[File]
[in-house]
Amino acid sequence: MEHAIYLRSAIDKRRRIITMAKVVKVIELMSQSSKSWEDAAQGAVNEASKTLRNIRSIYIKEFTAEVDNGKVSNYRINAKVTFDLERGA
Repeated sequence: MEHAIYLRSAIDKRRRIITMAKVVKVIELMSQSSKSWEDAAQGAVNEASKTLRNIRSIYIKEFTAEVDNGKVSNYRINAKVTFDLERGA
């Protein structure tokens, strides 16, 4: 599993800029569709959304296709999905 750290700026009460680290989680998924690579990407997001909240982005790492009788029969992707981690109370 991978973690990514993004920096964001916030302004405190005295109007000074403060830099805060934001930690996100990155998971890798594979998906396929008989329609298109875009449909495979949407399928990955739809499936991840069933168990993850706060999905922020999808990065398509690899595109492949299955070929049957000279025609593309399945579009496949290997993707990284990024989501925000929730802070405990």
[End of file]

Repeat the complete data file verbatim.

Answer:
[in-house]
Amino acid sequence: MEHAIYLRSAIDKRRRIITMAKVVKVIELMSQSSKSWEDAAQGAVNEASKTLRNIRSIYIKEFTAEVDNGKVSNYRINAKVTFDLERGA
Repeated sequence: MEHAIYLRSAIDKRRRIITMAKVVKVIELMSQSSKSWEDAAQGAVNEASKTLRNIRSIYIKEFTAEVDNGKVSNYRINAKVTFDLERGA
């Protein structure tokens, strides 16, 4: 599993800029569709959304296709999905 750290700026009460680290989680998924690579990407997001909240982005790492009788029969992707981690109370 991978973690990514993004920096964001916030302004405190005295109007000074403060830099805060934001930690996100990155998971890798594979998906396929008989329609298109875009449909495979949407399928990955739809499936991840069933168990993850706060999905922020999808990065398509690899595109492949299955070929049957000279025609593309399945579009496949290997993707990284990024989501925000929730802070405990």